Joy swept Jair Bolsonaro, and his Social Liberal Party (PSL) supporters, as Sunday’s polls closed for the second round of Brazil’s Presidential election. Bolsonaro clinched victory in the run-off on October 28, 2018, with 55% of the vote, defeating Fernando Haddad of the Workers’ Party (PT).
The far-right candidate won in the twin industrial metropolises of Rio de Janeiro and São Paulo, as well as in the south and south-west of the country, forging a similar electoral coalition among urban elites, workers, and big farmers that the PT used to govern for over a decade.
A rollercoaster election
Facing a choice between a PT embroiled in scandal, versus a radical right-populist alternative to the status quo, Brazilians opted for the latter.
In the context of economic crisis and political instability, many people have bought into Bolsonaro’s law-and-order message. However, this is no ordinary centre-right politician. Bolsonaro’s consistent homophobic, misogynistic, and racist rhetoric have made this one of the most divisive Brazilian elections in recent memory.
Violence has marred the far-right campaign. A former soldier himself, he has also ardently supported the use of torture by the old military regime. Bolsonaro has openly backed violent anti-refugee riots in Pacaraima. His comments about women have led to a spontaneous social movement organized around the hashtag #EleNão (#NotHim).
This hateful rhetoric boomeranged back when Bolsonaro was stabbed during a rally. This incident, however, hasn’t derailed his supporters. Some of whom include uniformed members of the armed forces, who have threatened Supreme Court justices and Bolsonaro’s political opponents. The stabbing has also led to the cancelling of most of the televised debates – a forum where Bolsonaro was having serious trouble.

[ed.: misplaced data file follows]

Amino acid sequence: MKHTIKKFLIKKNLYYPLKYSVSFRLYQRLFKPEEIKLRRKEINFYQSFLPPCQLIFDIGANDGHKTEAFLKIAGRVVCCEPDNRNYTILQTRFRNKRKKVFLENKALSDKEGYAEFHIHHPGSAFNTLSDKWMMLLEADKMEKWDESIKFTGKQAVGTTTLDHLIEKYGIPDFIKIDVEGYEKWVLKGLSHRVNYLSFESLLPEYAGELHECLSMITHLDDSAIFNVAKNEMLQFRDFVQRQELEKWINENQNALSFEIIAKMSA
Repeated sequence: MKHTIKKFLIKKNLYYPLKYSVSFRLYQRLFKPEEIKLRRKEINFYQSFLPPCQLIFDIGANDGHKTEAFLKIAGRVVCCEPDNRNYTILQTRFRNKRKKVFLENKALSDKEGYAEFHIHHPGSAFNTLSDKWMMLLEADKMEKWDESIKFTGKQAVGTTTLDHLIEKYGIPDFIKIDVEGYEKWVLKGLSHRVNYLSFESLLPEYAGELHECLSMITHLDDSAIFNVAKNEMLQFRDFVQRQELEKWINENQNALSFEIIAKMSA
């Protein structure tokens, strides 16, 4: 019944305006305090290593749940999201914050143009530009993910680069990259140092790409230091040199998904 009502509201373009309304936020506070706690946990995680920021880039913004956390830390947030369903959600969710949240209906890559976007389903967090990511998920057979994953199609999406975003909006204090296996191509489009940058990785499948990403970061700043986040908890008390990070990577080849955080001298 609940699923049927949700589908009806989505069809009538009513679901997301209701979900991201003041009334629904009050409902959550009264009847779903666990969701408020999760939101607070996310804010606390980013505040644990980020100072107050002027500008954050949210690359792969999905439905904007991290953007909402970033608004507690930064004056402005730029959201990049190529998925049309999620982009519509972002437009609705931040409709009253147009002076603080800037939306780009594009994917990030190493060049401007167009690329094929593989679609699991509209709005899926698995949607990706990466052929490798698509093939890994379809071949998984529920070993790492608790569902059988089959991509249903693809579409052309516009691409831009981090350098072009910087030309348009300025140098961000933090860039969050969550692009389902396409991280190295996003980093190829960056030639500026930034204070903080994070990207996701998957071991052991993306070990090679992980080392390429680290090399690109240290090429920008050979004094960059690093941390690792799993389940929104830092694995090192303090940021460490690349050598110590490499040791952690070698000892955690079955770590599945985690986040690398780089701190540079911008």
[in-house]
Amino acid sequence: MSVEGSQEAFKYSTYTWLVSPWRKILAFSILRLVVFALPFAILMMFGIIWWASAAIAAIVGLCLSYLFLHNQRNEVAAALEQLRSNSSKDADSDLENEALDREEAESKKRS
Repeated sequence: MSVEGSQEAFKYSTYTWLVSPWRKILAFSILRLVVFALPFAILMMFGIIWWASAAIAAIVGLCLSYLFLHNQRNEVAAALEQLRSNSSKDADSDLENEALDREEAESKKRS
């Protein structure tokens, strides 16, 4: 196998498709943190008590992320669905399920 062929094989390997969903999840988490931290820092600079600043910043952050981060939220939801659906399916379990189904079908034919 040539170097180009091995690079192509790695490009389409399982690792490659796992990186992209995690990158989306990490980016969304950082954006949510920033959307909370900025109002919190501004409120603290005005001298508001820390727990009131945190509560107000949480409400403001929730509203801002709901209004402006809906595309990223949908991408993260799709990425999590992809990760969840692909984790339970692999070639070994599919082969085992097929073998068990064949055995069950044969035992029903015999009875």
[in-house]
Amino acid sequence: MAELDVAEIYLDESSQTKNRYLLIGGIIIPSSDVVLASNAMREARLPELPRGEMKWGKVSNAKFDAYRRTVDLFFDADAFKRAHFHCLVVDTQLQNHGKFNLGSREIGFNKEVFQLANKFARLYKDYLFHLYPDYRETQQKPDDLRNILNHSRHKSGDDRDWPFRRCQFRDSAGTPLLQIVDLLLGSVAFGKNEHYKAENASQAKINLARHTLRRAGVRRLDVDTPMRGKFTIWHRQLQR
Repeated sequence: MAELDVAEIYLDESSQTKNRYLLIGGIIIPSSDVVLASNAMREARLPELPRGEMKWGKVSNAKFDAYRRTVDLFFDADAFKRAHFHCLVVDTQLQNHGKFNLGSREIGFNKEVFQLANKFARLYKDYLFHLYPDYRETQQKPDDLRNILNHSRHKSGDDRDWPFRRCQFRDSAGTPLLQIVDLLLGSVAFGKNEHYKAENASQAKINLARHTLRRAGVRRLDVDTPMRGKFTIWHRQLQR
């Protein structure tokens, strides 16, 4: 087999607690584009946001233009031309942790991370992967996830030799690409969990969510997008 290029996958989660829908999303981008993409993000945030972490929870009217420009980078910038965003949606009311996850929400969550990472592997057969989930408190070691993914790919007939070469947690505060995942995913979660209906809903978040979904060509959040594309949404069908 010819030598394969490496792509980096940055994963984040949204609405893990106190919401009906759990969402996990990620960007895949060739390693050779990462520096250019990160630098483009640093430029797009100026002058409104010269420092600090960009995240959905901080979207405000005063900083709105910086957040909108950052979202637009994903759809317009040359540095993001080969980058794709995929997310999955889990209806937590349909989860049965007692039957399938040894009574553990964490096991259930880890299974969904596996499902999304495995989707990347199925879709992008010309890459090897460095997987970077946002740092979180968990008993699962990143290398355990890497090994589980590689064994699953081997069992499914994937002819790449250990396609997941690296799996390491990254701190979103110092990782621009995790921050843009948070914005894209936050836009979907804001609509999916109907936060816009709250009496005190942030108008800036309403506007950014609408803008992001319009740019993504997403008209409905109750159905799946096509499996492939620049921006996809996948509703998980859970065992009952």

The PT, on the other hand, has continued the electoral decline which started with the anti-corruption drive of the judiciary. Ultimately, this led to the legislature ousting PT President Dilma Rousseff in August 2016 on corruption charges. A tainted track-record combined with a message of status quo politics doomed the PT campaign from the outset.
The parliamentary coup acted as a catalyst for the steady collapse of support for the PT. In the October 2016 municipal elections, right after Rousseff was thrown out, the PT vote collapsed. Blank ballots outnumbering the votes for the winning candidate in cities like São Paulo. Where even Haddad himself lost the mayoralty despite being the incumbent. The trend continued in the most recent elections where the PT stumbled in the National Congress to 56 seats, a loss of 32 seats since the 2010 elections.
Initially, the PT tried to run Lula as their presidential candidate, despite the judiciary scandalously banning him from running for office. Despite a court order, PT militants had actually tried to physically block Lula from surrendering to the police, so that he could run. Instead of Lula, the PT eventually ran Haddad, an unpopular moderate, on a centrist campaign.
The failures of the left
Now Fernando Haddad wasn’t the only leftist with a checkered past to run a centre-of-the-road presidential campaign. Starling given that the decline of the PT has caused a void on the left.
The Democratic Labour Party (PDT) candidate Ciro Gomes, a Harvard trained technocrat who, remains unpopular for his participation in the Itamar Franco government. Aiming to scoop up support on the left, Ciro initially campaigned to the left of Haddad by demanding to tax the rich and defending public-ownership. However, he is seen as a status quo candidate because of his involvement with austerity governments. His track record along with his support for liberalizing pensions cost Ciro in the first round.